We created a framework called He Ara Āwhina, which means pathways to support. He Ara Āwhina was published 30 June 2022 and describes what an ideal mental health and addiction system looks like. This will be used to assess, monitor, and advocate for improvements to the mental health and addiction system of Aotearoa, including services.
He Ara Āwhina amplifies the most important voices – tāngata whaiora and whānau as leaders of their wellbeing and recovery, and the system responding to their needs and aspirations. What people told us in our 2022 He Ara Āwhina framework consultation, and the changes made in response, have been summarised in four ‘voices documents’ showing feedback from Māori, people with Lived Experience, and the Shared perspective.
Read and download our He Ara Āwhina (pathways to support) framework [PDF 3.1 MB]
He Ara Āwhina has a goal of a whānau-dynamic mental health and addiction system, which means to realise the potential of whānau. We have published two versions of the framework – a summary version that is focused on the system aspirations, and the full framework that includes detailed descriptions of what an ideal mental health and addiction system looks like.
Te Hiringa Mahara will use He Ara Āwhina to monitor services and assess whether the mental health and addiction system is functioning as needed to enable wellbeing alongside the He Ara Oranga wellbeing outcomes framework, which will be used more broadly to monitor wellbeing. These partner frameworks are designed to work together.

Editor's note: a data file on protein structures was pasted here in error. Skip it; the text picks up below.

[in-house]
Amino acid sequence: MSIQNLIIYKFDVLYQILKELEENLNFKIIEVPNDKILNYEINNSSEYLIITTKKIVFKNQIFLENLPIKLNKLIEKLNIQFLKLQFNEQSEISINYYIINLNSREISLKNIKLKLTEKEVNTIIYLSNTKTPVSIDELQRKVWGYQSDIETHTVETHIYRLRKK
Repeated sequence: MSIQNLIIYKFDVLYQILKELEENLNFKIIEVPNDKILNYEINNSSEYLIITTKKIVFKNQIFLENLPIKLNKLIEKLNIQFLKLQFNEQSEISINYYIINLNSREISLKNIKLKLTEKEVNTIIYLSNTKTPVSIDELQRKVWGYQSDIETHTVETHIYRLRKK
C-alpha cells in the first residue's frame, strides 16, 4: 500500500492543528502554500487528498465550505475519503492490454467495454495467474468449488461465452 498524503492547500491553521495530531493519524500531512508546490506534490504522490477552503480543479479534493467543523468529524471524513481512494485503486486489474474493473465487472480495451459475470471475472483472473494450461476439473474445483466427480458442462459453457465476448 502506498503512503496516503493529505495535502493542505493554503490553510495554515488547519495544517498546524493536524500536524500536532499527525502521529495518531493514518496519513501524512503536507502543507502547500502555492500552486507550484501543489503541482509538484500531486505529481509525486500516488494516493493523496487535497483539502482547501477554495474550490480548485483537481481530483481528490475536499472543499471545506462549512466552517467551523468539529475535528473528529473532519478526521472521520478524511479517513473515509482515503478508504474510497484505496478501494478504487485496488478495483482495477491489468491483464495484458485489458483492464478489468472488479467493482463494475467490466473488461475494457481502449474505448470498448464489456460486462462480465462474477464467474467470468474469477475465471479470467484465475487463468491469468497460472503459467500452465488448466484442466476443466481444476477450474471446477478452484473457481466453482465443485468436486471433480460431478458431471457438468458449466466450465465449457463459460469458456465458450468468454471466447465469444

Read and download How the He Ara Oranga and He Ara Āwhina frameworks work together [PDF 2.3 MB]
There are two perspectives in He Ara Āwhina that describe what an ideal mental health and addiction system looks like:
Te Ao Māori perspective, which was developed by Māori, with Māori, for Māori:
- Mana Whakahaere
- Mana Motuhake
- Manawa Ora / Tūmanako
- Mana Tangata / Tū Tangata Mauri Ora
- Mana Whānau / Whanaungatanga
Shared perspective, which is for everyone:
- Participation and leadership
- Access and options
- Safety and rights
- Connected care
These two perspectives work together, for instance, the shared perspective also applies to Māori. They are not direct translations of each other, but weave together reflecting the role that Tangata Whenua and Tangata Tiriti have to play – working together to support improving the collective wellbeing of all.
Each perspective of He Ara Āwhina has six system aspirations that describe what good looks like for tāngata whaiora and whānau from their voices. These aspirations represent the important issues raised by communities during the mental health and addiction inquiry as well as our development and engagement processes.
Read and download our He Ara Awhina Framework.
Read more about our He Ara Āwhina co-development phase.